Royal Chitwan National Park

Established in 1973 with an area of 932 sq. km., Royal Chitwan National Park is the oldest national park in Nepal and is best-known internationally for wildlife safari. It is situated in the subtropical inner Terai lowlands of south-central Nepal. The park was designated a World Heritage Site in 1984.

Geographic Features

The park covers a pristine area with a unique ecosystem of significant value to the world. It contains the Churia hills, ox-bow lakes and flood plains of Rapti, Reu and Narayani Rivers.

Flora

Approximately 70% of the park vegetation is sal forest. The remaining vegetation types include grassland (20%), riverine forest (7%), and sal with chir pine (3%), the latter occurring at the top of the Churia range. The riverine forests consist mainly of khair, sissoo and simal. The grasslands form a diverse and complex community with over 50 species. The Saccharum species, often called elephant grass, can reach 8 m. in height. The shorter grasses such as Imperata are useful for thatch roofs.

Fauna

There are more than 43 species of mammals in the park. The park is especially renowned for the endangered one-horned rhinoceros, the tiger and the Gharial crocodile along with many other common species of wild animals. It also harbors other endangered species such as gaur, wild elephant, four-horned antelope, striped hyena, pangolin, Gangetic dolphin, monitor lizard and python.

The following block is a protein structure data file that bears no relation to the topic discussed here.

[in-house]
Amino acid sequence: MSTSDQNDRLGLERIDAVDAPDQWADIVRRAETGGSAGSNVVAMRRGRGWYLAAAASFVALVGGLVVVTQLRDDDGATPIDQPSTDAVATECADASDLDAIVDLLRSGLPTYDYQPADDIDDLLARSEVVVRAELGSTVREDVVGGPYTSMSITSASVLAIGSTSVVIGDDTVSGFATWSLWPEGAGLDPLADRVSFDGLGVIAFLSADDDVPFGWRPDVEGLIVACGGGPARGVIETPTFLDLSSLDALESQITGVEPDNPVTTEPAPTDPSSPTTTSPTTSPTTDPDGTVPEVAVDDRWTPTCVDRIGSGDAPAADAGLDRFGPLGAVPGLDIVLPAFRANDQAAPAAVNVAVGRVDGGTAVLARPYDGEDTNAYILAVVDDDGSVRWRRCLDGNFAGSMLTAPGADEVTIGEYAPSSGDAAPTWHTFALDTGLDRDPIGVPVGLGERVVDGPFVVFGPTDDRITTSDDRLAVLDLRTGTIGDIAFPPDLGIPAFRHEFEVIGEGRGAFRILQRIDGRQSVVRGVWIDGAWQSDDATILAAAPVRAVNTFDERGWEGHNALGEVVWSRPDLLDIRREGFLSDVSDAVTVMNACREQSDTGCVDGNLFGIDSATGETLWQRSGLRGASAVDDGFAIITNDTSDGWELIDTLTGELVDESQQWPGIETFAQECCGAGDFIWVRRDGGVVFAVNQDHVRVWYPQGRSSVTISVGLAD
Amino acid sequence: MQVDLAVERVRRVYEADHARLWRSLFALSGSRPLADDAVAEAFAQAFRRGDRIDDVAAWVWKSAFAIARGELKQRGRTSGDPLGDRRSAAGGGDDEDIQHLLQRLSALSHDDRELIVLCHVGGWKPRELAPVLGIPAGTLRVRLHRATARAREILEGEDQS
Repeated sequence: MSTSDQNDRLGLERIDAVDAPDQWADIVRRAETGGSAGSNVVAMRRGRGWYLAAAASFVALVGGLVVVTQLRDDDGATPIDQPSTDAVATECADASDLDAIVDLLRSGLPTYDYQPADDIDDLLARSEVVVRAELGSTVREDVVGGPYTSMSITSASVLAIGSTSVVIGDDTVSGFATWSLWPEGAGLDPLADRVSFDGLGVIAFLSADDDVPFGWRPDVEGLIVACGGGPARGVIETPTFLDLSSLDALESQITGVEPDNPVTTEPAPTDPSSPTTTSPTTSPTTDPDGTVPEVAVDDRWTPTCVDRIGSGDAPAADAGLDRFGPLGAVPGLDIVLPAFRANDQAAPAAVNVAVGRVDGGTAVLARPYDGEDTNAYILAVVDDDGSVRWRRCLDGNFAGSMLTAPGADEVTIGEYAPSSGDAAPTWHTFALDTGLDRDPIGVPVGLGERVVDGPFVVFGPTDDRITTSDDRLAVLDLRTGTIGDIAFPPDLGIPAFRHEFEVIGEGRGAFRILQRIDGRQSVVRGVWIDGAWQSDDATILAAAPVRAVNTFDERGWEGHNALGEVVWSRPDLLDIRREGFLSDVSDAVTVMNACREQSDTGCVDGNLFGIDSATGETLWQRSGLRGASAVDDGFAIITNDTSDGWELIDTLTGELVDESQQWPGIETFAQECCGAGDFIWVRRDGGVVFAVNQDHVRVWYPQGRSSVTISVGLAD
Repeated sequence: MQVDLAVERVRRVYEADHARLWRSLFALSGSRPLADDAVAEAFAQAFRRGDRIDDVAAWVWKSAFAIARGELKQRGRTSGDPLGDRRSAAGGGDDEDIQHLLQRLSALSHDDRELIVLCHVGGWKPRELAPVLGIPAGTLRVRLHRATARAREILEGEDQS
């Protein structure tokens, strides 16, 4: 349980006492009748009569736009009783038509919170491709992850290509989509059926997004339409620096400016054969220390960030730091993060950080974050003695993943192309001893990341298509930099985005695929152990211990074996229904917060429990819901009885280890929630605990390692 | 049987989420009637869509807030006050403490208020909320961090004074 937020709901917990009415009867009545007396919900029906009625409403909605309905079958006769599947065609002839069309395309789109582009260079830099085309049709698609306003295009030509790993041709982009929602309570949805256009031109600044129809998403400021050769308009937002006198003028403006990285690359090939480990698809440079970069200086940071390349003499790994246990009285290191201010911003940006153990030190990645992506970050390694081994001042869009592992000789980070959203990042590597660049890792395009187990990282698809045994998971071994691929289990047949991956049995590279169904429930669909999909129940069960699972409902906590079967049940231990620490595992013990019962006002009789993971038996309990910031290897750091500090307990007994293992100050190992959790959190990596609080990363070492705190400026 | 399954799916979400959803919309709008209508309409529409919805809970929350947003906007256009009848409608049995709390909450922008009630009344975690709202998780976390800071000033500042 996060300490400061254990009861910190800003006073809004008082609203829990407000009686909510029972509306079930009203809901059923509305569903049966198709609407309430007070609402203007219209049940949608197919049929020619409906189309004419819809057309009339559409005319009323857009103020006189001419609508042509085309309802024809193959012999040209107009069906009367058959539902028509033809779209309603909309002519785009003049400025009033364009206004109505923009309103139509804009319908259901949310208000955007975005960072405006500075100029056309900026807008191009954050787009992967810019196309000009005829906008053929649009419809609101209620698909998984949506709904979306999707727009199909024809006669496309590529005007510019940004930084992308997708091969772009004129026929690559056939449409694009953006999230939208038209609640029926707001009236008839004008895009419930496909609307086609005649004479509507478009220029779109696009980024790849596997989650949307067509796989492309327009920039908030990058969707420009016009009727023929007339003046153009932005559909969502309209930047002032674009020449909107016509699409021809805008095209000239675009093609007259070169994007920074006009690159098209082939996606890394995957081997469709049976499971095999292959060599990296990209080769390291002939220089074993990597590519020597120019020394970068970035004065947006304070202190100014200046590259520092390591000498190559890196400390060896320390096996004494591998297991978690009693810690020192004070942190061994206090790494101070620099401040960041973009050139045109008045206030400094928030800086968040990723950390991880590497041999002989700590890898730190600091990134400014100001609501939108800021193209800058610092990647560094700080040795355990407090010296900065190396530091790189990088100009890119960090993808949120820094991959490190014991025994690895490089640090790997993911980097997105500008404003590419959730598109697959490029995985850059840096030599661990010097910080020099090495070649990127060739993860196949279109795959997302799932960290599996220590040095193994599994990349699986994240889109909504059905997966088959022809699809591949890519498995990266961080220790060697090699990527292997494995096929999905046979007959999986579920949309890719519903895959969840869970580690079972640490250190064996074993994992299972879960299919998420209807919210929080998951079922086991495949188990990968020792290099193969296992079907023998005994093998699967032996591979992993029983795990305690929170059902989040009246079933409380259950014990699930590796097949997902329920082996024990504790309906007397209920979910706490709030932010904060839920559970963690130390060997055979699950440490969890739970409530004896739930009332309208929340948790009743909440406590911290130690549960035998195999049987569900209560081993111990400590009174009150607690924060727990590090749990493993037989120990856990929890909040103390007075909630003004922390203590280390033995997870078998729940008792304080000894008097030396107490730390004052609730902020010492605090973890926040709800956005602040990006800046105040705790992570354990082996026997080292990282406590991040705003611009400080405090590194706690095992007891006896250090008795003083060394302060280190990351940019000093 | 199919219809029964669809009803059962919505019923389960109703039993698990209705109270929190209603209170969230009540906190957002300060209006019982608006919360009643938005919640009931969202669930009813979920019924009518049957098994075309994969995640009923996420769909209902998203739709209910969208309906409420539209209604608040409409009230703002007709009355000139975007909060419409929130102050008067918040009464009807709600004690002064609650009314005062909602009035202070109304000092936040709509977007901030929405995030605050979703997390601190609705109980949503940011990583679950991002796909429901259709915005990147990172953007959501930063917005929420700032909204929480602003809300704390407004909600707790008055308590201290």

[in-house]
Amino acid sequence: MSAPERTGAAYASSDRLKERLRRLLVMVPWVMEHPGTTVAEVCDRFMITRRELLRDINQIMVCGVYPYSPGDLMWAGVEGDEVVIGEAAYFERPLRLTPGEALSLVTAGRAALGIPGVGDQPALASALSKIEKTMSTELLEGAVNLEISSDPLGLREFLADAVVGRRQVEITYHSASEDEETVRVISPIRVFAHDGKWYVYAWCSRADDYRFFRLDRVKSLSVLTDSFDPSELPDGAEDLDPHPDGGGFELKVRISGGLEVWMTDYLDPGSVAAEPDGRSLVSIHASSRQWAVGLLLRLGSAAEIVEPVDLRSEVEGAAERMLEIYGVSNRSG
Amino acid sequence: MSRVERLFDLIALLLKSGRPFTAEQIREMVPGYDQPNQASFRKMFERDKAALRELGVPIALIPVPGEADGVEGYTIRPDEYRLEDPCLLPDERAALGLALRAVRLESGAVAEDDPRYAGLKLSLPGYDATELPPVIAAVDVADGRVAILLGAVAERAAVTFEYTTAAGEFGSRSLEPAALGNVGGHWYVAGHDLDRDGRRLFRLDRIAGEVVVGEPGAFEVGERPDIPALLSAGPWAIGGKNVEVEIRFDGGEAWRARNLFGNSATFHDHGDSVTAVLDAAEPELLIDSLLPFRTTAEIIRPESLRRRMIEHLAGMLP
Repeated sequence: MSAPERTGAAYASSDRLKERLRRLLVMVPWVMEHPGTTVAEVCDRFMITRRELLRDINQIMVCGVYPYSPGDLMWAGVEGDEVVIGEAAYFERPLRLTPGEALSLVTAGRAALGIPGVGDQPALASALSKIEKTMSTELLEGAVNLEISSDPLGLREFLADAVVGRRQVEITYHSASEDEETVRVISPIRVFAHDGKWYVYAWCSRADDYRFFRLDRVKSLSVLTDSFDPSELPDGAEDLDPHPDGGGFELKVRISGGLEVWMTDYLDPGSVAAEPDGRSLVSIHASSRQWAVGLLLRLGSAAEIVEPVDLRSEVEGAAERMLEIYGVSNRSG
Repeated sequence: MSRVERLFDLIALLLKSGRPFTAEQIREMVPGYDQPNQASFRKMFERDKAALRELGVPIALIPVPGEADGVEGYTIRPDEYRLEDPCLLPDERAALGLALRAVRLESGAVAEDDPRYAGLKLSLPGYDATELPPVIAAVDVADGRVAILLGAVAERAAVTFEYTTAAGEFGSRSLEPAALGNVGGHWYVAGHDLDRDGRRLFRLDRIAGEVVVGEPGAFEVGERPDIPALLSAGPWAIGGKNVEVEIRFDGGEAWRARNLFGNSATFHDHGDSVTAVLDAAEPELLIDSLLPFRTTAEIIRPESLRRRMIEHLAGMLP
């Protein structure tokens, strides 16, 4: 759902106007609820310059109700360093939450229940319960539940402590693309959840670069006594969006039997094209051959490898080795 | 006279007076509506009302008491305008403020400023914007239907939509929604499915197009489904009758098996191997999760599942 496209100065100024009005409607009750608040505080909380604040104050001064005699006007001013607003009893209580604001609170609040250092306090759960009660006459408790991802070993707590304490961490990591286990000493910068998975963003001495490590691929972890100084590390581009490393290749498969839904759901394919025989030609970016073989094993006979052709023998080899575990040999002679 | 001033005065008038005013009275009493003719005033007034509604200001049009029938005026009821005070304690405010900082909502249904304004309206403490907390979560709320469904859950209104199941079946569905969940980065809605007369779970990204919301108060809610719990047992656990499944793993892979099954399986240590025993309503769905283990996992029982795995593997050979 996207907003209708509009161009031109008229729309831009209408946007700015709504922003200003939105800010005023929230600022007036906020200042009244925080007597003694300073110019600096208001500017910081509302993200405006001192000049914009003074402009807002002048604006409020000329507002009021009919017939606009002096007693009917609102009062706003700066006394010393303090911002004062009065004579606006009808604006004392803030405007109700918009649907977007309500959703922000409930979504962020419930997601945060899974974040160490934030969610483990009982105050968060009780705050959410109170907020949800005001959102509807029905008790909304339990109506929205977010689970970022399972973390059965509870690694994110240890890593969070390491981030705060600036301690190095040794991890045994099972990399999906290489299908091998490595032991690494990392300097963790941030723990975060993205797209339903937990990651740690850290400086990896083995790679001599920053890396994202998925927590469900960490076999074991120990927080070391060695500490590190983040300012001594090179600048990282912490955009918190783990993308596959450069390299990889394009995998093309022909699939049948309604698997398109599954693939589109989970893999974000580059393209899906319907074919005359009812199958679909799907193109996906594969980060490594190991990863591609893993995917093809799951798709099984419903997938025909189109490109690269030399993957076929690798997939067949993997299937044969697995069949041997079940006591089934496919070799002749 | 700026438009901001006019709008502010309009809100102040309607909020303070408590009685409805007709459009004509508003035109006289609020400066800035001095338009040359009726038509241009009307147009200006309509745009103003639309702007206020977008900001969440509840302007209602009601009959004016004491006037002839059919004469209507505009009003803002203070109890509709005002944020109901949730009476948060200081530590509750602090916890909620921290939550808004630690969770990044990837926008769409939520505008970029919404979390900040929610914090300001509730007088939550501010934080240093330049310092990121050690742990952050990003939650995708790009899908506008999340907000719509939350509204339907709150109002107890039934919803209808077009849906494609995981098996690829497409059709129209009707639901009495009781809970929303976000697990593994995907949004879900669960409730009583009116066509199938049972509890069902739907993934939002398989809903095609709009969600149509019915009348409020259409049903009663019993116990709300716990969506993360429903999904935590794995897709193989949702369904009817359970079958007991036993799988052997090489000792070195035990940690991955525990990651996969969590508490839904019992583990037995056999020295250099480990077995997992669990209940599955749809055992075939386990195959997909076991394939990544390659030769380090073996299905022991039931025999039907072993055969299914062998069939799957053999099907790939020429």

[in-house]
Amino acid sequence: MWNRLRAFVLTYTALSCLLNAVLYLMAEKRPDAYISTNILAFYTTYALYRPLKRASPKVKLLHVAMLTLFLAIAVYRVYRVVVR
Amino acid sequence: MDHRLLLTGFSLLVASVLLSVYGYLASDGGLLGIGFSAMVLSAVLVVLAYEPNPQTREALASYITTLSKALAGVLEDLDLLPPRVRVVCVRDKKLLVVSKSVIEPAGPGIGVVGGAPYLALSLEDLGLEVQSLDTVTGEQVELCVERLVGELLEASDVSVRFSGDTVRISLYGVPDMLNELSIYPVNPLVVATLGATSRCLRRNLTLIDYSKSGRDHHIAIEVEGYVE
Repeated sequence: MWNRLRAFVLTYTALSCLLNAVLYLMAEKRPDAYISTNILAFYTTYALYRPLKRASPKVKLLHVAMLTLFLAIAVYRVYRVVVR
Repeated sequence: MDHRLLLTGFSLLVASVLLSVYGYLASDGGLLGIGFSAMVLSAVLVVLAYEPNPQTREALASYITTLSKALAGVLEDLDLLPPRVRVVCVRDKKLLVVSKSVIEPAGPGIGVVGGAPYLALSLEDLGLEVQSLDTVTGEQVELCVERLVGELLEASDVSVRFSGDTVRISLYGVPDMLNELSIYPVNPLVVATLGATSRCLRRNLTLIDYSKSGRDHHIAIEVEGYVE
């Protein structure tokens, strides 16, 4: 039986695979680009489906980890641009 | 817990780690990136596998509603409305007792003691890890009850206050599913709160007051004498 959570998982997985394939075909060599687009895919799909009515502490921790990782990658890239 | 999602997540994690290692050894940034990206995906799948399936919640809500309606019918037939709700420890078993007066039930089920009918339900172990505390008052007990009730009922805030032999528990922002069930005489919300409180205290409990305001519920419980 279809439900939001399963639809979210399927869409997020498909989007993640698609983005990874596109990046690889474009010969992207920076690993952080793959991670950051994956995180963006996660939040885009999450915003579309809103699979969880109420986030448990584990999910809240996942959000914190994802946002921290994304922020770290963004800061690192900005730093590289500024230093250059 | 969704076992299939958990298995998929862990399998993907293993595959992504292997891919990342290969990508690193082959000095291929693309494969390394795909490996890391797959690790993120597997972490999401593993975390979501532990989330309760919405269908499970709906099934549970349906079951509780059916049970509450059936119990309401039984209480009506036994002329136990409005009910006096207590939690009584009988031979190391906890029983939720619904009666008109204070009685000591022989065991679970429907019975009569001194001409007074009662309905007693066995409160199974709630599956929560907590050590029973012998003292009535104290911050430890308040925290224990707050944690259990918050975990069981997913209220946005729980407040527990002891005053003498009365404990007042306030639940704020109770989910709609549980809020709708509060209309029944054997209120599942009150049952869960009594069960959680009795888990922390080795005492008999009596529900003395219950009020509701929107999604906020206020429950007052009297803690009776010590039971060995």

Other animals found in the park include the sambar, chittal, hog deer, barking deer, sloth bear, palm civet, langur and rhesus monkey.

There are over 450 species of birds in the park. Among the endangered birds are the Bengal florican, giant hornbill, lesser florican, black stork and white stork. Common birds seen in the park include the peafowl, red jungle fowl, and different species of egrets, herons, kingfishers, flycatchers and woodpeckers. The best time for bird watching is March and December.

More than 45 species of amphibians and reptiles occur in the park, some of which are the march crocodiles, cobra, green pit viper and various species of frogs and tortoises.

The park is actively engaged in the scientific studies of several species of wild fauna and flora.


National Parks

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Home page designed by Charles Lin 1996
All photographs by Charles Lin 1996